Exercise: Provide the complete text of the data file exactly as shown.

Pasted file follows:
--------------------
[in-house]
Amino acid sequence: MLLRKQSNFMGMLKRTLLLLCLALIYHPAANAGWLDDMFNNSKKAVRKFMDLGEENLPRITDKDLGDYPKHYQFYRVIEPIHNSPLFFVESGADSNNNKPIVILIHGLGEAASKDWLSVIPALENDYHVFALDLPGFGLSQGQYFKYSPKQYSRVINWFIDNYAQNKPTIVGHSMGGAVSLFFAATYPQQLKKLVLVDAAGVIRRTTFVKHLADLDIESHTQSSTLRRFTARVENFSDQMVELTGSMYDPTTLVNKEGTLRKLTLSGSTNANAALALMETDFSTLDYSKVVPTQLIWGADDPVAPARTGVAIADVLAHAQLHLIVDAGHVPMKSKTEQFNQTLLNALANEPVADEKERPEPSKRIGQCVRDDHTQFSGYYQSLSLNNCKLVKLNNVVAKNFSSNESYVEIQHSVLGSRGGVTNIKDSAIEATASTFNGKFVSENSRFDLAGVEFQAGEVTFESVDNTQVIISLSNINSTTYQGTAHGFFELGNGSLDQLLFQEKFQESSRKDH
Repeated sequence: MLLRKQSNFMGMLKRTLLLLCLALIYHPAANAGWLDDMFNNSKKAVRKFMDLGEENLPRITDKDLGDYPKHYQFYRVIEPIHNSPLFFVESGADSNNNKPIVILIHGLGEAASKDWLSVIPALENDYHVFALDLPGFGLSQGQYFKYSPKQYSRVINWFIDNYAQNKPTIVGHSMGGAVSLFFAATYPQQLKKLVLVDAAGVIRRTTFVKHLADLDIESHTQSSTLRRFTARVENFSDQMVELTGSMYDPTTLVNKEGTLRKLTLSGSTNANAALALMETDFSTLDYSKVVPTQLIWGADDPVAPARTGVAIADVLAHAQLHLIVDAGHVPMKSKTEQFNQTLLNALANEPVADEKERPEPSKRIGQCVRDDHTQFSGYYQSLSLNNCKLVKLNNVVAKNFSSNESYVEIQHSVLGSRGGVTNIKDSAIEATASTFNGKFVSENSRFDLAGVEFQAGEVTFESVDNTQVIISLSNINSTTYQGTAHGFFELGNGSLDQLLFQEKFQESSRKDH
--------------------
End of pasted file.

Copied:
[in-house]
Amino acid sequence: MLLRKQSNFMGMLKRTLLLLCLALIYHPAANAGWLDDMFNNSKKAVRKFMDLGEENLPRITDKDLGDYPKHYQFYRVIEPIHNSPLFFVESGADSNNNKPIVILIHGLGEAASKDWLSVIPALENDYHVFALDLPGFGLSQGQYFKYSPKQYSRVINWFIDNYAQNKPTIVGHSMGGAVSLFFAATYPQQLKKLVLVDAAGVIRRTTFVKHLADLDIESHTQSSTLRRFTARVENFSDQMVELTGSMYDPTTLVNKEGTLRKLTLSGSTNANAALALMETDFSTLDYSKVVPTQLIWGADDPVAPARTGVAIADVLAHAQLHLIVDAGHVPMKSKTEQFNQTLLNALANEPVADEKERPEPSKRIGQCVRDDHTQFSGYYQSLSLNNCKLVKLNNVVAKNFSSNESYVEIQHSVLGSRGGVTNIKDSAIEATASTFNGKFVSENSRFDLAGVEFQAGEVTFESVDNTQVIISLSNINSTTYQGTAHGFFELGNGSLDQLLFQEKFQESSRKDH
Repeated sequence: MLLRKQSNFMGMLKRTLLLLCLALIYHPAANAGWLDDMFNNSKKAVRKFMDLGEENLPRITDKDLGDYPKHYQFYRVIEPIHNSPLFFVESGADSNNNKPIVILIHGLGEAASKDWLSVIPALENDYHVFALDLPGFGLSQGQYFKYSPKQYSRVINWFIDNYAQNKPTIVGHSMGGAVSLFFAATYPQQLKKLVLVDAAGVIRRTTFVKHLADLDIESHTQSSTLRRFTARVENFSDQMVELTGSMYDPTTLVNKEGTLRKLTLSGSTNANAALALMETDFSTLDYSKVVPTQLIWGADDPVAPARTGVAIADVLAHAQLHLIVDAGHVPMKSKTEQFNQTLLNALANEPVADEKERPEPSKRIGQCVRDDHTQFSGYYQSLSLNNCKLVKLNNVVAKNFSSNESYVEIQHSVLGSRGGVTNIKDSAIEATASTFNGKFVSENSRFDLAGVEFQAGEVTFESVDNTQVIISLSNINSTTYQGTAHGFFELGNGSLDQLLFQEKFQESSRKDH